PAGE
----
Question of the Week # 351

351)  A 22 year old woman presents to the emergency room with complaints of shortness of breath, dizziness and tingling in her extremities. Her past medical history is unremarkable.  She denies any history of blood clots in her family.  She denies any recent long flight trips. She does not smoke. On examination, pulse is 110/min and  respiratory rate is 26/min. She is afebrile and blood pressure is within normal limits.  Pulse oximetry reveals 99% on room air. There are no physical abnormalities . A D-dimer level is 50µg/l . An electrocardiogram shows sinus tachycardia without ant ST-T changes. Chest x-ray is unremarkable. Which of the following is the most appropriate next step in management?

A) Start Conazepam

B) Re-breathing in to a paper bag

C) Start Calcium Gluconate

D) Re-assure and teach to deliberately slow down respiration

E) Admit to ward and start high flow oxygen

12 Responses

  1. A) Start Clonazepam

    although short acting benzodiazepine like Alprazolam preferred

    • Another tricky one! gotta love these! its

      D) Re-assure and teach to deliberately slow down respiration

      Re-breathing in to a paper bag worsens hypoxia – not recommended

      • Pulse oximetry shows 99% saturation and there are no signs of any resp. disorders/hypoxia.

  2. B) Re-Breathing into a paper bag. It would be quite effective, as it would off set the respiratory alkalosis caused by the tachypnea… instead of clonazepam a rapidly acting benzodiazepine drug with a faster onset would be more appropriate.

  3. D) i think slowing the breathing will solve the problem and re assurance is must as it has psychiatric element

  4. B) Re-breathing in to a paper bag

  5. rebreathing in2 a paper bag

  6. B REBREATHING into a paper bag

  7. reassure and ask for slowing down the respiration , re-breathing not required untill alkalosis tetany is witnessed .

  8. Answer. D This patient is suffering an cute attack of Hyperventilation syndrome. Management includes exclusion of pathological conditions followed by reassurance and instruction on techniques to deliberately slow down the respiration. Hyperventilation syndrome is one of the common causes of dizziness in young woman. It presents with rapid breathing, chestpain, dizziness and tingling in the extremities and around the mouth. Rapid breathing results in respiratory alkalosis. Alkalosis causes cerebral vasoconstriction leading to dizziness. Tingling occurs due to reduced ionized calcium resulting from increased binding of calcium to albumin as a result of respiratory alkalosis ( Alkalosis increases negative charges on albumin resulting in increased bound calcium and reduced free, ionized calcium – hence, alkalosis produces tetany).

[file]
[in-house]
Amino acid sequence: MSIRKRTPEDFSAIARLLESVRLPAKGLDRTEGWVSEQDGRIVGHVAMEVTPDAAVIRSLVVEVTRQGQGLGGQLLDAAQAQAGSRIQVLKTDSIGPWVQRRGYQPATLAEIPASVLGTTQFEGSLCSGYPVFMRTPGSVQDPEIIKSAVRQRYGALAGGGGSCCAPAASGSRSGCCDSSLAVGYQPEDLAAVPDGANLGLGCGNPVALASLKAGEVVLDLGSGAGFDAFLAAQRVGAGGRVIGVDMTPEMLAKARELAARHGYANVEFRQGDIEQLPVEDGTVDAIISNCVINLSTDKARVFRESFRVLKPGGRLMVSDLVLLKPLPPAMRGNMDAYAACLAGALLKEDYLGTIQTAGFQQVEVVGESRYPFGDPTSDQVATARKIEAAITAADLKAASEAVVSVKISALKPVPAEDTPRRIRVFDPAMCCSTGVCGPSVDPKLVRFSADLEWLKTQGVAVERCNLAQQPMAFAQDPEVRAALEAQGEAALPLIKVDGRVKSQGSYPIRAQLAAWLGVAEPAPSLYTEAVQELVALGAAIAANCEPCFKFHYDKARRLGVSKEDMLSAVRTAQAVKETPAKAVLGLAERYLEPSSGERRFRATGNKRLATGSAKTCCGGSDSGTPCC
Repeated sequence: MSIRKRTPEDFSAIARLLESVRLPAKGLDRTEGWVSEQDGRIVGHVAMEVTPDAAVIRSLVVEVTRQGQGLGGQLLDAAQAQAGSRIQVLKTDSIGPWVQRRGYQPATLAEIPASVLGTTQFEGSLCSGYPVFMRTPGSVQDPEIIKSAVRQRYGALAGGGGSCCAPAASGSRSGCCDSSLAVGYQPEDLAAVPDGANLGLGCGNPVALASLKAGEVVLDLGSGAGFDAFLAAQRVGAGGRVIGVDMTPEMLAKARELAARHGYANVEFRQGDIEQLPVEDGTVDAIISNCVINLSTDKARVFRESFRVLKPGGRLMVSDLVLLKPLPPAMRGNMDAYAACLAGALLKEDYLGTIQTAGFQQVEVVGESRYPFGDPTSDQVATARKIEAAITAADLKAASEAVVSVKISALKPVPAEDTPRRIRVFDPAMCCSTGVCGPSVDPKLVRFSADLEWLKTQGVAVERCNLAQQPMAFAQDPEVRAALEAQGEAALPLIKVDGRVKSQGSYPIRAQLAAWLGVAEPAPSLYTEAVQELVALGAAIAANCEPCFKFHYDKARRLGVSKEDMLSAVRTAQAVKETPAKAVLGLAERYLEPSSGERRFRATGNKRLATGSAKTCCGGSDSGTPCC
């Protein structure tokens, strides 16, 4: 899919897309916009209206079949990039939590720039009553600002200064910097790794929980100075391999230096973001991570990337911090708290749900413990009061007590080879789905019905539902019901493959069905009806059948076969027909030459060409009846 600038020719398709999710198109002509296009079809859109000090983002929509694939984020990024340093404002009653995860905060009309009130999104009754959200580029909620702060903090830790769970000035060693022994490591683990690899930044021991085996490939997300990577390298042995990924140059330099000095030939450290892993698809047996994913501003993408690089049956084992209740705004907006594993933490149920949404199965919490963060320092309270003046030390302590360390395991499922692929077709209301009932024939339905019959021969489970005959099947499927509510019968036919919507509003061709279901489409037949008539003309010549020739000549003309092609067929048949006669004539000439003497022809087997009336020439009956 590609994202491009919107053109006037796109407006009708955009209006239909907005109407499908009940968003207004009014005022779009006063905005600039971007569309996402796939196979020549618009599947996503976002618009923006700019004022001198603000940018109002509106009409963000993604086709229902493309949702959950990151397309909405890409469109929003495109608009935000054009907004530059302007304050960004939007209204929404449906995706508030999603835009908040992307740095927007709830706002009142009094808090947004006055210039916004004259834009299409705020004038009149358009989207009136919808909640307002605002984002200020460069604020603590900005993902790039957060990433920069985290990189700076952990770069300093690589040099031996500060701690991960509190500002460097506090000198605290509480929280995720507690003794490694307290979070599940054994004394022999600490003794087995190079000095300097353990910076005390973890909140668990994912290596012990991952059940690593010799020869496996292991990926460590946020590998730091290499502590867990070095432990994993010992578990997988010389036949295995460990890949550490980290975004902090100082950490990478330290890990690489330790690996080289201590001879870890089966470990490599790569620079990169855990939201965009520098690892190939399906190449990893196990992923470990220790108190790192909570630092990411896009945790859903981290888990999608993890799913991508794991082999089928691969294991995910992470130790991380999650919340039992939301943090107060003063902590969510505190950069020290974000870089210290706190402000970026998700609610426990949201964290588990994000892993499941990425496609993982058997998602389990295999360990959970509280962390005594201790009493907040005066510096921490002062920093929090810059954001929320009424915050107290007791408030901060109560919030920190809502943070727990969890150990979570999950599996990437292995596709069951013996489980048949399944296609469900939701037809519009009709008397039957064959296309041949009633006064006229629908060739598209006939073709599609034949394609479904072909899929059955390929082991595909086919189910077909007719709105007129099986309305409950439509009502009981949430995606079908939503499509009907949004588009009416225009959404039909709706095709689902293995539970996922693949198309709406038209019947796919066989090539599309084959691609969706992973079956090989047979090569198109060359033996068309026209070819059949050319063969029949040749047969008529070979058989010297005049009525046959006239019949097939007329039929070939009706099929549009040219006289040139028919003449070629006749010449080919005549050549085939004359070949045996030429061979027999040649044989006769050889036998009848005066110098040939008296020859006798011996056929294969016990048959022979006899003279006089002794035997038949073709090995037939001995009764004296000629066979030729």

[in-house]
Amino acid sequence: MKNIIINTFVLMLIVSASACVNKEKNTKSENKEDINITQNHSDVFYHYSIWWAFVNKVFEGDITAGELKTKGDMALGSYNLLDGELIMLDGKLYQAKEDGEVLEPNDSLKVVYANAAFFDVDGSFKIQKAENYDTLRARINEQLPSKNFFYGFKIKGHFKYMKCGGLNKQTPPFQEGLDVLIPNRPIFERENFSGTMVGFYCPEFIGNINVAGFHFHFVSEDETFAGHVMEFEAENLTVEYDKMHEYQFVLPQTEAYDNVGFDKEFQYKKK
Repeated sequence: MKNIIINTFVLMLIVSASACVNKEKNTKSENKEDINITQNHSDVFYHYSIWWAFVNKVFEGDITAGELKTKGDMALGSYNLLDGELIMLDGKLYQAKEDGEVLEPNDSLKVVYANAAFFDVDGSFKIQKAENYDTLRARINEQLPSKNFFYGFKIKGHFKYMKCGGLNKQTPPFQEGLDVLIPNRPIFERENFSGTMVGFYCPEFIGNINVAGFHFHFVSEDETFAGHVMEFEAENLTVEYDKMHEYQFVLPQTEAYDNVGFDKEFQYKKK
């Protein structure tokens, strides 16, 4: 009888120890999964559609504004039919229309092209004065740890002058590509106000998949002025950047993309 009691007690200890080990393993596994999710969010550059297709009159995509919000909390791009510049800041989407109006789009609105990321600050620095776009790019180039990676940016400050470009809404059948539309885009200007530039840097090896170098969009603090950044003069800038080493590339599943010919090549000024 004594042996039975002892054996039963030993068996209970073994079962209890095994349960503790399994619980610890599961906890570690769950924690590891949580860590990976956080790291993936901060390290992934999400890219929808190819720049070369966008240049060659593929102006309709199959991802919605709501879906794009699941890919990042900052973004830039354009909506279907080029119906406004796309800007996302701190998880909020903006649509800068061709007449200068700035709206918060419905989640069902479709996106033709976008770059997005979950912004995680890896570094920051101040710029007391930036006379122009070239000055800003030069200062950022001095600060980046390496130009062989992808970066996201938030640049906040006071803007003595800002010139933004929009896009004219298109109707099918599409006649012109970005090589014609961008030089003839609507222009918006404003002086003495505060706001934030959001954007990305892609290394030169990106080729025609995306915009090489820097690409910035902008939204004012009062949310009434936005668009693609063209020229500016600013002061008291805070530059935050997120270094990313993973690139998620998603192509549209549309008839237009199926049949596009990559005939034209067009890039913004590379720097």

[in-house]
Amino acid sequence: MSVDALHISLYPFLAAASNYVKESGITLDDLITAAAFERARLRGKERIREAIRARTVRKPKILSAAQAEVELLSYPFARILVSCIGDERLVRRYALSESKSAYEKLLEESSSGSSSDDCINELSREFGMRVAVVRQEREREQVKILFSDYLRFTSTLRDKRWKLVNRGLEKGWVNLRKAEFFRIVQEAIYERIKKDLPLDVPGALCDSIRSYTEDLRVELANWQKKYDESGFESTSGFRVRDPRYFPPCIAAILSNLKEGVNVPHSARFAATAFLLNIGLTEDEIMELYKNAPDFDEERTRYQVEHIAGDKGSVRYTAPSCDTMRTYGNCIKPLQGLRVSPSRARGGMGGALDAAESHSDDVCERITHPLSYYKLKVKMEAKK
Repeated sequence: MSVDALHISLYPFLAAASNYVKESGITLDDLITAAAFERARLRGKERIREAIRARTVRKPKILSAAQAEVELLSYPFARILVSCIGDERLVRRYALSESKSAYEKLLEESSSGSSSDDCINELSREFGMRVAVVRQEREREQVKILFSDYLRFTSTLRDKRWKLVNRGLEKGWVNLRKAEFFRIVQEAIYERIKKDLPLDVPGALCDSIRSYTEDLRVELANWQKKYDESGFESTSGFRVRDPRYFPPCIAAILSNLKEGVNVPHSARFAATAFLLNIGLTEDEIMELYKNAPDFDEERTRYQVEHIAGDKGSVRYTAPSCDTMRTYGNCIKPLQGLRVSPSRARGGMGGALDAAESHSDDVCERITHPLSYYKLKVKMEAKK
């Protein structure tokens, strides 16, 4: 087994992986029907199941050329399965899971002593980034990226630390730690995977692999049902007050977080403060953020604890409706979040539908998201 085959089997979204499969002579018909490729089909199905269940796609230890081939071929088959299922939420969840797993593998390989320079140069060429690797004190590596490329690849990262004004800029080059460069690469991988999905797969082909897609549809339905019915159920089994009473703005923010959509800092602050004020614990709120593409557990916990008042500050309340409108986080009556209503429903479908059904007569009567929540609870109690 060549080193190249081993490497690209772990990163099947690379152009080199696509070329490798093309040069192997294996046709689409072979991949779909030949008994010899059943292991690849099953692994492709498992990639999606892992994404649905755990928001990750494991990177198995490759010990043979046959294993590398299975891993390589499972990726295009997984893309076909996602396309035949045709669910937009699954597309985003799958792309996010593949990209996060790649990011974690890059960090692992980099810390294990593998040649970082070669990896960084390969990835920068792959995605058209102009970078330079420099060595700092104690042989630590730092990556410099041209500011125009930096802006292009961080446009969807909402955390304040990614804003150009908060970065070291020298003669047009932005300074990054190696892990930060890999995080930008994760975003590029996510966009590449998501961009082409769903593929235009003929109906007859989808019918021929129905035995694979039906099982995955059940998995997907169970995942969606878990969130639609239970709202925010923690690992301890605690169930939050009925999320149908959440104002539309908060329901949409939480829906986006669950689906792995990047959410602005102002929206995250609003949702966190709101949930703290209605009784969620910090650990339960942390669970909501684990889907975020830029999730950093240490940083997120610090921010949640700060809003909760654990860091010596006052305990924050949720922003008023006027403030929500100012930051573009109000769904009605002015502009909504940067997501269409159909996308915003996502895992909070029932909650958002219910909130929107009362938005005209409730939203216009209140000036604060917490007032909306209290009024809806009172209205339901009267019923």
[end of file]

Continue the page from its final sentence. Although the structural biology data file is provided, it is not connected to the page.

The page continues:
HVS is a diagnosis of exclusion even in patients with a known history of HVS. The symptoms in HVS can resemble serious pathological states such as pulmonary embolism and cardiac disorders. Such disorders must be excluded first before the symptoms are attributed to HVS. Absence of risk factors, low d-dimer, normal chest x-ray and EKG excludes the possibility of any of these serious conditions in this young woman. Once these are excluded, patient should be reassured that the symptoms are secondary to rapid breathing and she should be taught techniques to deliberately slow down her respiration. This will result in improvement of symptoms.

    Choice A is incorrect. HVS can be associated with panic attacks and panic disorder. However, more than 50% cases of HVS can occur without panic attack. Often, patients with panic attacks have a long history of anxiety and recurrent panic attacks. The clues to diagnosing a panic attack are recurrent episodes with at least of one of such attack followed by persistent concern and anxiety about possible recurrence of such attack. Patient often reports intense fear of dying during the attack and concern about having a heart attack or even dying if such an attack recurred. Even if the patient had a history of panic disorder, she currently is experiencing hyperventilation and this should be adequately addressed before starting any treatment for panic disorder.

    Choice B is incorrect. Re-breathing in to paper bag was an old technique to treat the acute attack by breathing in to a paper bag. The rationale of such technique is to increase the arterial CO2 ( Pco2) thereby, reducing cerebral vasoconstriction. This must not be recommended. This technique is often unsuccessful and studies have reported significant hypoxia and deaths with this method. It is important to understand that hyperventilation leads to alkalosis – the oxygen-hemoglobin dissociation curve is shifted to the left resulting in intense binding of hemoglobin to oxygen thereby, reducing O2 delivery to the tissues ( referred to as ‘alkalotic O₂ clamping’ or the ‘Bohr effect’) Hence, the tissues become relatively hypoxic. Further restriction of inspired o2 by rebreathing technique will worsen the tissue hypoxia and may be detrimental. First step should focus on calming down the patient. After reassuring and attempts to deliberately lower the breathing, if the patient does not improve – a secondary cause should be sought and reinvestigated.

    Option C is incorrect. Calcium gluconate administration may transiently improve tetany and tingling but will not improve other symptoms such as dizziness and hyperventilation. In fact, the drop in the ionized calcium is because of alkalosis and attempts should be made to reverse alkalosis by reducing ventilation by deliberately slowing down the breathing.

    Option E is incorrect. Patient’s oxygen saturation is 99% and work up failed to reveal any underlying serious pathological state behind her hyperventilation. She can be safely reassured and discharged once the symptoms improve.

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